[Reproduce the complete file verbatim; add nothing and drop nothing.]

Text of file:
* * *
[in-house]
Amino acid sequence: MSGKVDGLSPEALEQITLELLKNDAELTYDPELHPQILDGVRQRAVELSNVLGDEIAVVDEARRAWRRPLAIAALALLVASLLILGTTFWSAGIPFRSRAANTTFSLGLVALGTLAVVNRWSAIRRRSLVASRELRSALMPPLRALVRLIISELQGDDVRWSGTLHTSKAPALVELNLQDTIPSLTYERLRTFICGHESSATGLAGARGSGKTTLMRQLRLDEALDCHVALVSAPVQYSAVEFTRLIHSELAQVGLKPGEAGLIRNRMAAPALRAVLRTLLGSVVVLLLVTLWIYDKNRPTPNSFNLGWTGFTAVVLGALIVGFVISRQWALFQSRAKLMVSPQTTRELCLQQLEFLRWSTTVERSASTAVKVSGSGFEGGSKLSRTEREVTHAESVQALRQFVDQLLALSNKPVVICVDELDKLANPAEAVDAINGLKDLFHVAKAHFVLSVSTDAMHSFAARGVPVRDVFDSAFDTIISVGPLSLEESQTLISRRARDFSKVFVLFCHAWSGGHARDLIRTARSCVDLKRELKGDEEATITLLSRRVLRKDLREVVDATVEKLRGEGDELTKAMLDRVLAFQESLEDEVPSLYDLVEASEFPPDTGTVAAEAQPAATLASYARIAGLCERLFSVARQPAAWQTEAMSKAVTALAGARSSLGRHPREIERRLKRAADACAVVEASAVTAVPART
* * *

[in-house]
Amino acid sequence: MSGKVDGLSPEALEQITLELLKNDAELTYDPELHPQILDGVRQRAVELSNVLGDEIAVVDEARRAWRRPLAIAALALLVASLLILGTTFWSAGIPFRSRAANTTFSLGLVALGTLAVVNRWSAIRRRSLVASRELRSALMPPLRALVRLIISELQGDDVRWSGTLHTSKAPALVELNLQDTIPSLTYERLRTFICGHESSATGLAGARGSGKTTLMRQLRLDEALDCHVALVSAPVQYSAVEFTRLIHSELAQVGLKPGEAGLIRNRMAAPALRAVLRTLLGSVVVLLLVTLWIYDKNRPTPNSFNLGWTGFTAVVLGALIVGFVISRQWALFQSRAKLMVSPQTTRELCLQQLEFLRWSTTVERSASTAVKVSGSGFEGGSKLSRTEREVTHAESVQALRQFVDQLLALSNKPVVICVDELDKLANPAEAVDAINGLKDLFHVAKAHFVLSVSTDAMHSFAARGVPVRDVFDSAFDTIISVGPLSLEESQTLISRRARDFSKVFVLFCHAWSGGHARDLIRTARSCVDLKRELKGDEEATITLLSRRVLRKDLREVVDATVEKLRGEGDELTKAMLDRVLAFQESLEDEVPSLYDLVEASEFPPDTGTVAAEAQPAATLASYARIAGLCERLFSVARQPAAWQTEAMSKAVTALAGARSSLGRHPREIERRLKRAADACAVVEASAVTAVPART